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Subject:Re: Process kills the dot.com From:Andrew Plato <intrepid_es -at- yahoo -dot- com> To:"TECHWR-L" <techwr-l -at- lists -dot- raycomm -dot- com> Date:Thu, 26 Oct 2000 13:35:12 -0700 (PDT)
"Jim Shaeffer" wrote...
> In my opinion, focusing on "the organization and structure" seems a natural
> Many technical communicators are not in a position to add to the information
> (the gold).
> They are in the position of obtaining knowledge (usually from SMEs) and then
> transforming (organizing) that knowledge into something that makes it easier
> for the end user to also obtain the same knowledge. The technical
> communicator is not in a position to make judgements about what is valuable
> and is not in a position to increase the fund of knowledge that is
I totally and wholly disagree. Technical writers are ABSOLUTELY in a position
to add to the information. Most choose not to and as such focus their energy on
organizing information given to them.
Then, when somebody says "this doc sucks" the tech writer, naturally, blames
the SME for not telling him/her everything he/she needed to know. Its the
perfect excuse - "I am responsible for the document if you like it, but if you
don't it is because the SME mislead me." Modern accountability at work.
I feel that tech writers should own 100% their work. That means they are 100%
responsible for the content. If something is incorrect - it is the writer's
problem. If a journalist reports the wrong facts we don't blame the drunk or
creep that told the journalist those incorrect facts - we blame the journalist
for not checking his facts. Sure from time to time, honest errors happen. But,
you wouldn't hire a reporter who didn't check his facts, why hire a tech writer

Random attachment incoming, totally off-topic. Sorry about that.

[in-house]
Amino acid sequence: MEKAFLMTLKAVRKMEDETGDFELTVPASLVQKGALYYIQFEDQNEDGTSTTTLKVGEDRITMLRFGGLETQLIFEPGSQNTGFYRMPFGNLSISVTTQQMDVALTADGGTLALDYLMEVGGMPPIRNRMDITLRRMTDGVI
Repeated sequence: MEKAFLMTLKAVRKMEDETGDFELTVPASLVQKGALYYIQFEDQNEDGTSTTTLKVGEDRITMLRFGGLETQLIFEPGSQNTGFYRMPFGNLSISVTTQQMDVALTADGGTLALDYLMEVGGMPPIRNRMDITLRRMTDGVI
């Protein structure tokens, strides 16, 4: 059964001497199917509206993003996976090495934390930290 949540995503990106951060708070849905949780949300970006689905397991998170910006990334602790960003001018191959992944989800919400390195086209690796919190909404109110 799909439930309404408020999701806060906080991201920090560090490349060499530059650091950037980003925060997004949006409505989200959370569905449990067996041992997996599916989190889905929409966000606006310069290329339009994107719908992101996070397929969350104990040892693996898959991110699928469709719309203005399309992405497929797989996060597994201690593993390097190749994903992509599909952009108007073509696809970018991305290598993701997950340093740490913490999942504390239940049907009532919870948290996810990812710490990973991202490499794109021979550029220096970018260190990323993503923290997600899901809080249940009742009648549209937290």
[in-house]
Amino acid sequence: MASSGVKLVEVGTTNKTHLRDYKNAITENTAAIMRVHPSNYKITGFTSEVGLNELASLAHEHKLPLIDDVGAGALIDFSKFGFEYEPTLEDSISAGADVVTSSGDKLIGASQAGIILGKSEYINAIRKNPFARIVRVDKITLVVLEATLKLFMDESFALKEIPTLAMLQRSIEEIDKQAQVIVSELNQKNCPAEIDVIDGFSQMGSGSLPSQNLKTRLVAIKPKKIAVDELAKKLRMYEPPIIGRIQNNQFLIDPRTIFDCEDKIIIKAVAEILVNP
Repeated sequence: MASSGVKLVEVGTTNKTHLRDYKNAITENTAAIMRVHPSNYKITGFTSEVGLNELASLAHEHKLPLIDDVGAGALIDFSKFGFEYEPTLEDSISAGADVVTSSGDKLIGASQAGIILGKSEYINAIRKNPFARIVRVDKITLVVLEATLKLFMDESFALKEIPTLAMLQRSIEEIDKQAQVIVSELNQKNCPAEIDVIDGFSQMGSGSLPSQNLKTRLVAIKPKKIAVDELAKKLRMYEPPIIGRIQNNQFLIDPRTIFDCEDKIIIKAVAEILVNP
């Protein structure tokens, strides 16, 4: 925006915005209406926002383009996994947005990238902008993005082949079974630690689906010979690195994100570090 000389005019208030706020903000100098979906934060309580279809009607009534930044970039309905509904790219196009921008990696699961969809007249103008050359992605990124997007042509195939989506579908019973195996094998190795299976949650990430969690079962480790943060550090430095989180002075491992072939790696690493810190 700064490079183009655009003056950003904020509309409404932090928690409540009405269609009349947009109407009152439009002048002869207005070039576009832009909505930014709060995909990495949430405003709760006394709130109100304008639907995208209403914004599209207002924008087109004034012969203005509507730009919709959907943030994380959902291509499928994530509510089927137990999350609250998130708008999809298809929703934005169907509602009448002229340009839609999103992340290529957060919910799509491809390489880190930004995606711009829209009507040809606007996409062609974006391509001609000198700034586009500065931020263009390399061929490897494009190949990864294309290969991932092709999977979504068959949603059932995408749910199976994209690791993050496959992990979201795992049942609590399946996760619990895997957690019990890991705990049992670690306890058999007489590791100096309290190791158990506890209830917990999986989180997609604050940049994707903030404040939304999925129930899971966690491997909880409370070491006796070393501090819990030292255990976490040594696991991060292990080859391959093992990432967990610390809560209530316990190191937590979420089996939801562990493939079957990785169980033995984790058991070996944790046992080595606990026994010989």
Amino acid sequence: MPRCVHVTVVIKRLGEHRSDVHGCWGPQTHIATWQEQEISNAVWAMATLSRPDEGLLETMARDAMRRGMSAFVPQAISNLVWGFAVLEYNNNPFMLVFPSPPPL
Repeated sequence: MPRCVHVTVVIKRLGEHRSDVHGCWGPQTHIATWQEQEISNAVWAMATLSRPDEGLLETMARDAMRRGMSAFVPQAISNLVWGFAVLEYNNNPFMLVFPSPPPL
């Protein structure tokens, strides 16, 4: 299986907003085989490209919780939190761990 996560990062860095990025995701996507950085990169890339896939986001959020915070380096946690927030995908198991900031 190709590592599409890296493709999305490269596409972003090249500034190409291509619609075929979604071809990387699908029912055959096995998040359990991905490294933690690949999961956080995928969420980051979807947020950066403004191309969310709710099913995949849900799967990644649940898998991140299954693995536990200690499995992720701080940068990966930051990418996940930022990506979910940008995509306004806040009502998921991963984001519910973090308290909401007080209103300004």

Once upon a time, *technical* writer meant a writer who understood the
*technical* aspects of what he/she was writing about. But it seems most writers
now see themselves as nothing more than desktop publishers. Just today a
poster to this board was lamenting how she felt more like a secretary than a
> Knowledge, like mass in physics, is neither created nor destroyed by a
> technical communicator. It is all a matter of changes in form. Therefore,
> the natural focus is on the forms and the processes for transformation.
Very poetic Jim. Knowledge may not be created or destroyed, but information
is. Knowledge is in the mind, information is what comes out via communication.
As a writer, your job is to manipulate information using the knowledge you
possess. If you do not possess the requisite knowledge - how on earth can you
manipulate the information with any acumen?
If you are expected to write a document about SNMP traps, how can you
accurately and effectively describe this technology if you don't understand it?
How can a process help you write a document about this, if you lack the
intellectual ability to make judgments about the information being presented?
How do you know if the information is correct, if you don't understand the
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